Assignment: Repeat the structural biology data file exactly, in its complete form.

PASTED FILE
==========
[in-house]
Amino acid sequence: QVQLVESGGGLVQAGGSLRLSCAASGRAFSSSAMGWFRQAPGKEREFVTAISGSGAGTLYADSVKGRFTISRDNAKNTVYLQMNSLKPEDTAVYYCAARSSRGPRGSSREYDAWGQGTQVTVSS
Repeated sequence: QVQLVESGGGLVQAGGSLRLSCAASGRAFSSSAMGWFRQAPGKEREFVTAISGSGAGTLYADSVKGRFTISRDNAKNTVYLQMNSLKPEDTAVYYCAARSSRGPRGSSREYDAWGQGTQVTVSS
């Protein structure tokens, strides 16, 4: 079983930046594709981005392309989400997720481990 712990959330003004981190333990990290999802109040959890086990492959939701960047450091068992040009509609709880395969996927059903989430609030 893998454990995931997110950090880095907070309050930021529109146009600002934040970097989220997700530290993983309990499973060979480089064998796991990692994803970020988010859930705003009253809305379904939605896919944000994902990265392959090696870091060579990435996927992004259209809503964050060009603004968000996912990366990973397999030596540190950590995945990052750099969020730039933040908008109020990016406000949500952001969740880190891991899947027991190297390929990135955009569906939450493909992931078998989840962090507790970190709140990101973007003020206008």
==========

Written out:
[in-house]
Amino acid sequence: QVQLVESGGGLVQAGGSLRLSCAASGRAFSSSAMGWFRQAPGKEREFVTAISGSGAGTLYADSVKGRFTISRDNAKNTVYLQMNSLKPEDTAVYYCAARSSRGPRGSSREYDAWGQGTQVTVSS
Repeated sequence: QVQLVESGGGLVQAGGSLRLSCAASGRAFSSSAMGWFRQAPGKEREFVTAISGSGAGTLYADSVKGRFTISRDNAKNTVYLQMNSLKPEDTAVYYCAARSSRGPRGSSREYDAWGQGTQVTVSS
């Protein structure tokens, strides 16, 4: 079983930046594709981005392309989400997720481990 712990959330003004981190333990990290999802109040959890086990492959939701960047450091068992040009509609709880395969996927059903989430609030 893998454990995931997110950090880095907070309050930021529109146009600002934040970097989220997700530290993983309990499973060979480089064998796991990692994803970020988010859930705003009253809305379904939605896919944000994902990265392959090696870091060579990435996927992004259209809503964050060009603004968000996912990366990973397999030596540190950590995945990052750099969020730039933040908008109020990016406000949500952001969740880190891991899947027991190297390929990135955009569906939450493909992931078998989840962090507790970190709140990101973007003020206008």